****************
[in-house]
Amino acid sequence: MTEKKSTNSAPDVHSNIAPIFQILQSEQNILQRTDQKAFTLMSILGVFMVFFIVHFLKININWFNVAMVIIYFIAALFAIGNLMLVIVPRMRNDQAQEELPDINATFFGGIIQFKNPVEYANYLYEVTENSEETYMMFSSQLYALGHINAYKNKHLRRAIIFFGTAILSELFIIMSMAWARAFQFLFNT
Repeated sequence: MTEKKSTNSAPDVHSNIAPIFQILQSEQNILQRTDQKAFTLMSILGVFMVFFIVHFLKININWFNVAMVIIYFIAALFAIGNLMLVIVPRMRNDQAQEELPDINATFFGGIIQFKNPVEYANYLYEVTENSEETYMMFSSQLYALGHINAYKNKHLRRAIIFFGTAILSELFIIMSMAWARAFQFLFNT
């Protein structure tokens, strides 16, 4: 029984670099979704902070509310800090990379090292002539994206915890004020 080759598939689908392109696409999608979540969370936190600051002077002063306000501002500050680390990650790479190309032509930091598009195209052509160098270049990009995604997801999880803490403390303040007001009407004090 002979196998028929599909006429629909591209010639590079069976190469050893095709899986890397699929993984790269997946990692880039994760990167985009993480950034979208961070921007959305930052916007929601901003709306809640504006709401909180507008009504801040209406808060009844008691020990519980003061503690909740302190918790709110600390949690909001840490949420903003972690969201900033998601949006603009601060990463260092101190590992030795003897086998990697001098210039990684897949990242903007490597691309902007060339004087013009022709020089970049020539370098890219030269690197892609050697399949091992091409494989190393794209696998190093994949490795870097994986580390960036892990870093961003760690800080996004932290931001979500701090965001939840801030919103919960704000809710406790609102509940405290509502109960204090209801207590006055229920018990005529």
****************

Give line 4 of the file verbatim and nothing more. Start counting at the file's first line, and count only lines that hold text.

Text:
């Protein structure tokens, strides 16, 4: 029984670099979704902070509310800090990379090292002539994206915890004020 080759598939689908392109696409999608979540969370936190600051002077002063306000501002500050680390990650790479190309032509930091598009195209052509160098270049990009995604997801999880803490403390303040007001009407004090 002979196998028929599909006429629909591209010639590079069976190469050893095709899986890397699929993984790269997946990692880039994760990167985009993480950034979208961070921007959305930052916007929601901003709306809640504006709401909180507008009504801040209406808060009844008691020990519980003061503690909740302190918790709110600390949690909001840490949420903003972690969201900033998601949006603009601060990463260092101190590992030795003897086998990697001098210039990684897949990242903007490597691309902007060339004087013009022709020089970049020539370098890219030269690197892609050697399949091992091409494989190393794209696998190093994949490795870097994986580390960036892990870093961003760690800080996004932290931001979500701090965001939840801030919103919960704000809710406790609102509940405290509502109960204090209801207590006055229920018990005529």